Pope and Patriarch, Hear the Cry of the Poor (because of climate change)

Open letter on behalf of the worldwide Catholic and Orthodox lay faithful in response to Pope Francis and Patriarch Bartholomew on climate change

by Lord Monckton

A FALSE BALANCE is abomination to the Lord, but a just weight is His delight (Prov. XI:1).

Your Holinesses’ recent admonition to your flocks about climate and the environment, though it was at one level a practical attempt at rapprochement between two faiths whose religious beliefs are in essence identical, demonstrated a naïve, unbalanced, scientifically ill-informed, disfiguringly totalitarian and, therefore, environmentally destructive political partisanship that it was and remains Your Holinesses’ bounden duty to eschew.

“Hear the cry of the Earth!”, you say. But the Earth is inanimate. Hear instead the cry of the poor, who were once denied the wealth-giving, health-giving benefits of electrical power because it was costly. Then, at the very point when advances in exploration and in technology were making electricity affordable to all, the nasty, totalitarian faction that your recent statement on the climate shows you espouse malevolently intervened so that, though the raw-material cost of coal, oil and gas has halved in 30 years, the cost of the electricity they generate has tripled in a generation. Whom does that unreasonable increase in the cost of power harm, first and foremost, but the poor? Do they not spend a greater fraction of what little they have on energy than the rest?

That savage cost increase is near-exclusively attributable to your fellow environmental socialists’ multiplicity of incompetent interferences in the energy markets, arising from their delusion (to put it charitably) that slightly warmer weather and fertilization of crops by our returning to the atmosphere some small fraction of the CO2 that once resided there would be harmful rather than of overwhelming net benefit, particularly to the poor.food.jpg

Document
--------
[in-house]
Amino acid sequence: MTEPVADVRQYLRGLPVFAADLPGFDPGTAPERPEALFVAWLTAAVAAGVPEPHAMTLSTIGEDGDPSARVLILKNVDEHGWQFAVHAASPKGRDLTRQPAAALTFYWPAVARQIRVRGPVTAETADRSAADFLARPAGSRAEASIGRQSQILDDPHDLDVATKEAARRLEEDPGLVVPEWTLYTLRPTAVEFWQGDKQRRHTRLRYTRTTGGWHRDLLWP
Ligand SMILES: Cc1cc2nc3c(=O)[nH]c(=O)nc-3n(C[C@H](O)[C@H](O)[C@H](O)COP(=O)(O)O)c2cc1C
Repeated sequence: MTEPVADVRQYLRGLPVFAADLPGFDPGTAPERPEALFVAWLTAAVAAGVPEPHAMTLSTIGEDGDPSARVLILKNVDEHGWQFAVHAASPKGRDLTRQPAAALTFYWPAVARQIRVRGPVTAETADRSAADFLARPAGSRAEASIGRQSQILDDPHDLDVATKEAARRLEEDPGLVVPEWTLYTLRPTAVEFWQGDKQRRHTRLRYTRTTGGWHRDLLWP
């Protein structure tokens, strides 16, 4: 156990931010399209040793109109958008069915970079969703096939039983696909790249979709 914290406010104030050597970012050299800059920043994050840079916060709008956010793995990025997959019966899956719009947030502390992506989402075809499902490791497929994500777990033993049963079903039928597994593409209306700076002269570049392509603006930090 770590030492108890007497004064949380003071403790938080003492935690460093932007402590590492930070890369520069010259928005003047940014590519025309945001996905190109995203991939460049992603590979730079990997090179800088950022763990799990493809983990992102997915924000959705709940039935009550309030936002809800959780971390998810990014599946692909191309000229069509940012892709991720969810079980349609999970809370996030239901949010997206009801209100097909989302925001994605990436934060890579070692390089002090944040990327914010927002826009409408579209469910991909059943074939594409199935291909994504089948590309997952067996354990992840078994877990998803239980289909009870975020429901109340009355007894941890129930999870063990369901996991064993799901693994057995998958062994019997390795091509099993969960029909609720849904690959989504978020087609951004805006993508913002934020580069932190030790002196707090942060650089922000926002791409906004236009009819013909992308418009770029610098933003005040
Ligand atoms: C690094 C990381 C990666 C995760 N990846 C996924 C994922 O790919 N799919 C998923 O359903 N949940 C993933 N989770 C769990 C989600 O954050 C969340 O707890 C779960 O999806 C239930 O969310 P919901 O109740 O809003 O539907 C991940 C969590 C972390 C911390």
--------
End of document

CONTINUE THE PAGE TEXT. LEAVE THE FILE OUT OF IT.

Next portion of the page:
There are many real environmental problems, but “global warming” is not among them. Hear the cry of the poor of Africa, who must heat their homes by burning timber or cattle-dung. Millions die every year of particulate pollution in their homes because you would deny them electrical power to heat their homes by night and cool them by day. Why will you not speak up for them and against those who, on the fictitious ground of Saving The Planet from the imagined (and imaginary) harms they pretend will arise from “global warming”, would deny them affordable, reliable, continuous, base-load electricity generated by coal, oil and gas?

Shamefully, you sneer at the private enterprises whose willingness to take risks has given to most of us the overwhelming net benefits of electrical power, condemning what you reprehensibly describe as their “insatiable desire to manipulate and control the planet’s limited resources” and their “greed for limitless profit in markets”.

Hear the cry of the quarter of a billion people who have died in the past 100 years at the hands of those cruel, totalitarian tyrants who, in interfering with free markets, inflicted not only near-universal poverty but also total war and extreme environmental degradation on their suffering populations. In condemning free markets, you condemn the very system that has made environmental protection affordable, and has put it into successful practice.

Hear the cry of those who suffered, and still suffer, under the Communism with which you explicitly and culpably align yourselves when you smear your political opponents by saying they regard nature “as a private possession”.

Hear the cry of those who know full well that replacing a multitude of private owners with a handful of totalitarian central planners acting for the private benefit of your narrow faction has done and will ever do far more harm than good.

Hear the cry of the 7000 people who, in a single cold December some years ago when the entire British land-mass was snow-covered for the first time since records began, died before their time not so much because the weather was cold as because their homes were cold. They could no longer afford to heat them, because the governing elite had artificially tripled the cost of electrical power to subsidize so-called “renewable” energy, which, owing to its exceptionally low energy densities, causes more environmental harm per Megawatt-hour generated than any other form of power generation.